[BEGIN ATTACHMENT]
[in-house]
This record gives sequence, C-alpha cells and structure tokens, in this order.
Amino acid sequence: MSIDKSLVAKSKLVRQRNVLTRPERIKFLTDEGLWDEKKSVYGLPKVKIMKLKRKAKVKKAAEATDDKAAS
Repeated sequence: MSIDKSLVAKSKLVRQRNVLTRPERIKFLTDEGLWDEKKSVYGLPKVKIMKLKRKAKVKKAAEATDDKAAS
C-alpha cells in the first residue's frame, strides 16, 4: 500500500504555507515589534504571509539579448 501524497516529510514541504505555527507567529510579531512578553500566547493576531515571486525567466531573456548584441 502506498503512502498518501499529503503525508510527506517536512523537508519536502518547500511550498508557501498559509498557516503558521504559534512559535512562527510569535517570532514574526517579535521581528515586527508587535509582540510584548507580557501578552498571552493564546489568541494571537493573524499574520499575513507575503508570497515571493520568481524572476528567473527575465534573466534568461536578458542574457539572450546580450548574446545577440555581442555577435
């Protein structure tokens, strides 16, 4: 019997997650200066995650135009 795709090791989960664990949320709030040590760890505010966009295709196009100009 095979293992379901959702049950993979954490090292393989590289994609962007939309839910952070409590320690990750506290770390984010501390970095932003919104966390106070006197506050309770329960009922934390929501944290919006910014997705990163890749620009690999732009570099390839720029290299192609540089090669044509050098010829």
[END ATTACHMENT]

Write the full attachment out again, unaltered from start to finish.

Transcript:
[in-house]
This record gives sequence, C-alpha cells and structure tokens, in this order.
Amino acid sequence: MSIDKSLVAKSKLVRQRNVLTRPERIKFLTDEGLWDEKKSVYGLPKVKIMKLKRKAKVKKAAEATDDKAAS
Repeated sequence: MSIDKSLVAKSKLVRQRNVLTRPERIKFLTDEGLWDEKKSVYGLPKVKIMKLKRKAKVKKAAEATDDKAAS
C-alpha cells in the first residue's frame, strides 16, 4: 500500500504555507515589534504571509539579448 501524497516529510514541504505555527507567529510579531512578553500566547493576531515571486525567466531573456548584441 502506498503512502498518501499529503503525508510527506517536512523537508519536502518547500511550498508557501498559509498557516503558521504559534512559535512562527510569535517570532514574526517579535521581528515586527508587535509582540510584548507580557501578552498571552493564546489568541494571537493573524499574520499575513507575503508570497515571493520568481524572476528567473527575465534573466534568461536578458542574457539572450546580450548574446545577440555581442555577435
């Protein structure tokens, strides 16, 4: 019997997650200066995650135009 795709090791989960664990949320709030040590760890505010966009295709196009100009 095979293992379901959702049950993979954490090292393989590289994609962007939309839910952070409590320690990750506290770390984010501390970095932003919104966390106070006197506050309770329960009922934390929501944290919006910014997705990163890749620009690999732009570099390839720029290299192609540089090669044509050098010829």